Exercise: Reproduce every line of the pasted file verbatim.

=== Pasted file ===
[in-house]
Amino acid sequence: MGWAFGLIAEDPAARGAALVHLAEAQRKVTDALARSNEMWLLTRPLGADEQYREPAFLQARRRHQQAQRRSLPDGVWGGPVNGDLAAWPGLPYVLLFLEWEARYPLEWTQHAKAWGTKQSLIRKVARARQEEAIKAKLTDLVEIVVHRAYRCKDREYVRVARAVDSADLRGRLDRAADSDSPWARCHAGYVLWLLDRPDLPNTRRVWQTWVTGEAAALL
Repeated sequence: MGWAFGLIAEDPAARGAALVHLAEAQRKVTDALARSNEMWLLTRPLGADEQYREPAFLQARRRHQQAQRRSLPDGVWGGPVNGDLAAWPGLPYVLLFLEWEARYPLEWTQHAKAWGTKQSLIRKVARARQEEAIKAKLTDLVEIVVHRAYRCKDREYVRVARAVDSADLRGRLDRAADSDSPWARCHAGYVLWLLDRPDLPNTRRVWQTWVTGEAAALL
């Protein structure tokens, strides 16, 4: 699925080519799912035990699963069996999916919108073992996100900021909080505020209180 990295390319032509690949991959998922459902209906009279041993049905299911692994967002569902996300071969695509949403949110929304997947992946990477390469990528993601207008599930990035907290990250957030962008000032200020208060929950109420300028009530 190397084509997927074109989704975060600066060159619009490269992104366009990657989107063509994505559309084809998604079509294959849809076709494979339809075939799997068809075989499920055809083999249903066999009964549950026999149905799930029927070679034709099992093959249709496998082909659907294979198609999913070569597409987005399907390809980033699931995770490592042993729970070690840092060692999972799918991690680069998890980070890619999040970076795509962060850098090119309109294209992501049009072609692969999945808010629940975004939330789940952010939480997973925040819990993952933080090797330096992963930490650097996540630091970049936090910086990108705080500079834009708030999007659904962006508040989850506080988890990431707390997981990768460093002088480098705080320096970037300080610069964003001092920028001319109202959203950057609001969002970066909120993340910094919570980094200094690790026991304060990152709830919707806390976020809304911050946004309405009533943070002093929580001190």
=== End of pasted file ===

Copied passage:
[in-house]
Amino acid sequence: MGWAFGLIAEDPAARGAALVHLAEAQRKVTDALARSNEMWLLTRPLGADEQYREPAFLQARRRHQQAQRRSLPDGVWGGPVNGDLAAWPGLPYVLLFLEWEARYPLEWTQHAKAWGTKQSLIRKVARARQEEAIKAKLTDLVEIVVHRAYRCKDREYVRVARAVDSADLRGRLDRAADSDSPWARCHAGYVLWLLDRPDLPNTRRVWQTWVTGEAAALL
Repeated sequence: MGWAFGLIAEDPAARGAALVHLAEAQRKVTDALARSNEMWLLTRPLGADEQYREPAFLQARRRHQQAQRRSLPDGVWGGPVNGDLAAWPGLPYVLLFLEWEARYPLEWTQHAKAWGTKQSLIRKVARARQEEAIKAKLTDLVEIVVHRAYRCKDREYVRVARAVDSADLRGRLDRAADSDSPWARCHAGYVLWLLDRPDLPNTRRVWQTWVTGEAAALL
């Protein structure tokens, strides 16, 4: 699925080519799912035990699963069996999916919108073992996100900021909080505020209180 990295390319032509690949991959998922459902209906009279041993049905299911692994967002569902996300071969695509949403949110929304997947992946990477390469990528993601207008599930990035907290990250957030962008000032200020208060929950109420300028009530 190397084509997927074109989704975060600066060159619009490269992104366009990657989107063509994505559309084809998604079509294959849809076709494979339809075939799997068809075989499920055809083999249903066999009964549950026999149905799930029927070679034709099992093959249709496998082909659907294979198609999913070569597409987005399907390809980033699931995770490592042993729970070690840092060692999972799918991690680069998890980070890619999040970076795509962060850098090119309109294209992501049009072609692969999945808010629940975004939330789940952010939480997973925040819990993952933080090797330096992963930490650097996540630091970049936090910086990108705080500079834009708030999007659904962006508040989850506080988890990431707390997981990768460093002088480098705080320096970037300080610069964003001092920028001319109202959203950057609001969002970066909120993340910094919570980094200094690790026991304060990152709830919707806390976020809304911050946004309405009533943070002093929580001190």